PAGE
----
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Stony Brook Film Festival: LI's Ralph Macchio to open with 'Across Grace Alley'

Ben Hyland stars in

Ben Hyland stars in "Across Grace Alley" (2013), directed by Huntington native Ralph Macchio. Photo Credit: Houston Curtis Pictures

If there's a theme to this year's Stony Brook Film Festival, it's this: You snooze, you lose.

The festival's 19th edition, which packs 17 features and 20 shorts into 10 days, runs the gamut -- from a light Irish comedy to a Middle East documentary to an American road-trip movie. Guests expected to attend with their films are Bebe Neuwirth (the short "Jerome's Bouquet"), Daphne Rubin-Vega (the dance drama "Fall to Rise") and Huntington native Ralph Macchio, whose short film, "Across Grace Alley," will screen opening night. The festival also boasts U.S. premieres of four films from overseas, including "The Dark Valley," a revenge-thriller in which British actor Sam Riley ("On the Road") speaks German.

"Two-thirds of these aren't going to get into theaters," says festival director Alan Inkles, citing a limited market for foreign films and stiff competition for American independents among film buyers and distributors. "Some might go to Netflix or somewhere," he says, "but chances are, this is the only way you'll see them."

Here's a sampling of the festival's feature-film highlights. Each will be preceded by a short, and all times listed are after noon.

BACK ON TRACK (Thursday night at 7)

U.S. premiere. The opening-night film is a German comedy starring Dieter Hallervorden as a former Olympian in his 70s who, rather unreasonably, begins training to win the Berlin Marathon.

THE IDENTICAL (Friday at 9:30)

During the Great Depression, identical twins are separated at birth. One becomes a rock legend while the other strives to please his evangelical father. With Ashley Judd, Ray Liotta, Seth Green and newcomer Blake Rayne, who is scheduled to attend. The cast includes Joe Pantoliano ("The Sopranos"), a part-time Greenport resident, who's also expected to attend.

LIFE'S A BREEZE (Saturday at 9:30)

Three Dubliners surprise Grandma by remodeling her dingy flat. Unfortunately, they threw out a mattress containing her life's savings. Fionnula Flanagan ("Waking Ned Devine") leads the cast.

45 RPM (Sunday at 9:30)

Juli Jackson wrote and directed this road-trip movie about a young artist and a record collector scouring the American South for a rare vinyl disc. The soundtrack culls several songs from -- who knew? -- the Arkansas rock scene of the 1960s. Preceded by "Waking Marshall Walker," a 15-minute short starring Ward Melville High School graduate Sarah Drew (ABC's "Grey's Anatomy").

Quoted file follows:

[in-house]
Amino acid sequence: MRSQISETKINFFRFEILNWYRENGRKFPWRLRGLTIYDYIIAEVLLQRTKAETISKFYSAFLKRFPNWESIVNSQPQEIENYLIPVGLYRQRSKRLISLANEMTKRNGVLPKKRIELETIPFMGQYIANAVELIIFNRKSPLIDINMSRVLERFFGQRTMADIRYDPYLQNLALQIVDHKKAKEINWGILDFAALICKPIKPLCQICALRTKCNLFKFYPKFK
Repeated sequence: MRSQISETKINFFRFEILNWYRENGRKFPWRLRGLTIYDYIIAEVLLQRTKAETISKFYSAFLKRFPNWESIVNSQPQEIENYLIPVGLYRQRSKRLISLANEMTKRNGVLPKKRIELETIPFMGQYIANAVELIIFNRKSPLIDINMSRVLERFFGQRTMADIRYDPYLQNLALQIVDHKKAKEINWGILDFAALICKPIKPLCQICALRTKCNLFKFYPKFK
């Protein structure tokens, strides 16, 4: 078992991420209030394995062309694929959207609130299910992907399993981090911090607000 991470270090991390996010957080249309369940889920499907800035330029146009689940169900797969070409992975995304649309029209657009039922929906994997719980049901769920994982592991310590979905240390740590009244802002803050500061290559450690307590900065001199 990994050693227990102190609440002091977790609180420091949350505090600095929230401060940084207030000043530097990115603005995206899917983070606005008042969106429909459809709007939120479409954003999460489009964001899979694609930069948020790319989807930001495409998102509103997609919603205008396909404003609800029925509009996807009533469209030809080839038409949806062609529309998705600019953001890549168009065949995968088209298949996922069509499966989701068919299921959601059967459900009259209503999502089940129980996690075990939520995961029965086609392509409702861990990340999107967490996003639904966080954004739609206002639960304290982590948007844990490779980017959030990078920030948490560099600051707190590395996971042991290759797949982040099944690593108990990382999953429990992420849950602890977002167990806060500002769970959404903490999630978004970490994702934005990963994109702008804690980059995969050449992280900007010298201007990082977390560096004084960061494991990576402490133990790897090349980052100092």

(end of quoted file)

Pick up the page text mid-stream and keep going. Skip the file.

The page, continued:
CANOPY (Tuesday at 9:30)

Aaron Wilson's 80-minute, mostly wordless feature is set in 1942 and follows a shot-down Australian fighter pilot (Khan Chittenden) stranded in a Singapore jungle. Variety compared it favorably to "All Is Lost" and "Gravity" -- impressive for a movie that was shot in eight days.

THE GREEN PRINCE (Wednesday at 7)

Nadav Schirman's documentary about Mosab Hassan Yousef, a scion of Hamas who begins informing for Israel, unfolds like a Middle East Scorsese thriller. Based on Yousef's book.

A FIVE STAR LIFE (July 24 at 7)

An Italian comedy-drama about a woman whose dream job -- luxury hotel inspector -- is beginning to feel a little less dreamy. The film stars two wonderful but underrated actresses: Margherita Buy (2008's "Days and Clouds") and Lesley Manville (Mike Leigh's Oscar-nominated "Another Year").

1,000 TIMES GOOD NIGHT (July 26 at 8:30)

The closing-night feature stars Juliette Binoche as a war photographer whose career is straining her marriage. The director and co-writer is Norway's Eric Poppe, himself a former photographer whose "Troubled Water" won an audience award at the 2008 Hamptons Film Festival. Nikolaj Coster-Waldau, of HBO's "Game of Thrones," also stars. In English.



WHEN|WHERE Thursday through July 26 at Staller Center for the Arts at Stony Brook University

TICKETS Single tickets are $10; passes are $85

INFO 631-632-2787;


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